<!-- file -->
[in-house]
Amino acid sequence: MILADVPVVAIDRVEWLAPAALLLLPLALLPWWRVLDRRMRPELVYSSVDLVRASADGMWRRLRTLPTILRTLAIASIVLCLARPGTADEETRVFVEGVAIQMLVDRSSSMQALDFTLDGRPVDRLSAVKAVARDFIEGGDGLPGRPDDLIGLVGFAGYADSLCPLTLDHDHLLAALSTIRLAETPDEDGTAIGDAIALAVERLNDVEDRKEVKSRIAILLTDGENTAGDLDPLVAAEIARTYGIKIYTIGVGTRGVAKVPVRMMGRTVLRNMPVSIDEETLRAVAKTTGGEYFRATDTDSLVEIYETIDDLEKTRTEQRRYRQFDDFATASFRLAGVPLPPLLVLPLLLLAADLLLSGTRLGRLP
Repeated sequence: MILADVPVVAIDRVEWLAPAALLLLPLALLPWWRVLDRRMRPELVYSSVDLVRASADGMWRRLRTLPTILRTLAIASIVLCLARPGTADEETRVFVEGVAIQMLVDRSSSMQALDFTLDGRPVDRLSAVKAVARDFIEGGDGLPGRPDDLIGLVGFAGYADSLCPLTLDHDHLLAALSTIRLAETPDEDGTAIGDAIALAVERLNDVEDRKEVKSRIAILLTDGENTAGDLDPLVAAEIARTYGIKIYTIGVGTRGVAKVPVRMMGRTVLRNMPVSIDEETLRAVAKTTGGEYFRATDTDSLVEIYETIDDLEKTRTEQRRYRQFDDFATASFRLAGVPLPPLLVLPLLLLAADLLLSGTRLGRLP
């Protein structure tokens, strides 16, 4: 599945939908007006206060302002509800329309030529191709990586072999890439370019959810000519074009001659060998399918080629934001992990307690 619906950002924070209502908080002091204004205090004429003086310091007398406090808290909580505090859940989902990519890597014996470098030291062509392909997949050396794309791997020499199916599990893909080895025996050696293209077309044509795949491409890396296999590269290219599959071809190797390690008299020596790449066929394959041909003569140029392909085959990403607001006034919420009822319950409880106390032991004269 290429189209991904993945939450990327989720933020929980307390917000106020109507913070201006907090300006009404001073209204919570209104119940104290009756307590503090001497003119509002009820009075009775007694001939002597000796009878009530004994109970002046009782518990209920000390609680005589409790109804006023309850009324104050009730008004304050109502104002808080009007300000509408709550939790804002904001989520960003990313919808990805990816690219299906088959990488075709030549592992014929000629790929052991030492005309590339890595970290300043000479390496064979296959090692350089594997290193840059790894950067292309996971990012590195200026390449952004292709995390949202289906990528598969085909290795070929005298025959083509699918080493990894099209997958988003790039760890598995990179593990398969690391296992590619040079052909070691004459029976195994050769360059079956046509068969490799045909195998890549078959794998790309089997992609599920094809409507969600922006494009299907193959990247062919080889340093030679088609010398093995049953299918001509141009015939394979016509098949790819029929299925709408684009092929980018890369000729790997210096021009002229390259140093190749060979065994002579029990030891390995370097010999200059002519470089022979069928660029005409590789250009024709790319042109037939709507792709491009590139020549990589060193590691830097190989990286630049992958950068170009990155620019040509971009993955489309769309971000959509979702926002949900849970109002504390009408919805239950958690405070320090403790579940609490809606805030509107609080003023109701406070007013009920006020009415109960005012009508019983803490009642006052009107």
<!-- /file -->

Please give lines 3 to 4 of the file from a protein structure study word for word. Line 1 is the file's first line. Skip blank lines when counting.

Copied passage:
Repeated sequence: MILADVPVVAIDRVEWLAPAALLLLPLALLPWWRVLDRRMRPELVYSSVDLVRASADGMWRRLRTLPTILRTLAIASIVLCLARPGTADEETRVFVEGVAIQMLVDRSSSMQALDFTLDGRPVDRLSAVKAVARDFIEGGDGLPGRPDDLIGLVGFAGYADSLCPLTLDHDHLLAALSTIRLAETPDEDGTAIGDAIALAVERLNDVEDRKEVKSRIAILLTDGENTAGDLDPLVAAEIARTYGIKIYTIGVGTRGVAKVPVRMMGRTVLRNMPVSIDEETLRAVAKTTGGEYFRATDTDSLVEIYETIDDLEKTRTEQRRYRQFDDFATASFRLAGVPLPPLLVLPLLLLAADLLLSGTRLGRLP
């Protein structure tokens, strides 16, 4: 599945939908007006206060302002509800329309030529191709990586072999890439370019959810000519074009001659060998399918080629934001992990307690 619906950002924070209502908080002091204004205090004429003086310091007398406090808290909580505090859940989902990519890597014996470098030291062509392909997949050396794309791997020499199916599990893909080895025996050696293209077309044509795949491409890396296999590269290219599959071809190797390690008299020596790449066929394959041909003569140029392909085959990403607001006034919420009822319950409880106390032991004269 290429189209991904993945939450990327989720933020929980307390917000106020109507913070201006907090300006009404001073209204919570209104119940104290009756307590503090001497003119509002009820009075009775007694001939002597000796009878009530004994109970002046009782518990209920000390609680005589409790109804006023309850009324104050009730008004304050109502104002808080009007300000509408709550939790804002904001989520960003990313919808990805990816690219299906088959990488075709030549592992014929000629790929052991030492005309590339890595970290300043000479390496064979296959090692350089594997290193840059790894950067292309996971990012590195200026390449952004292709995390949202289906990528598969085909290795070929005298025959083509699918080493990894099209997958988003790039760890598995990179593990398969690391296992590619040079052909070691004459029976195994050769360059079956046509068969490799045909195998890549078959794998790309089997992609599920094809409507969600922006494009299907193959990247062919080889340093030679088609010398093995049953299918001509141009015939394979016509098949790819029929299925709408684009092929980018890369000729790997210096021009002229390259140093190749060979065994002579029990030891390995370097010999200059002519470089022979069928660029005409590789250009024709790319042109037939709507792709491009590139020549990589060193590691830097190989990286630049992958950068170009990155620019040509971009993955489309769309971000959509979702926002949900849970109002504390009408919805239950958690405070320090403790579940609490809606805030509107609080003023109701406070007013009920006020009415109960005012009508019983803490009642006052009107």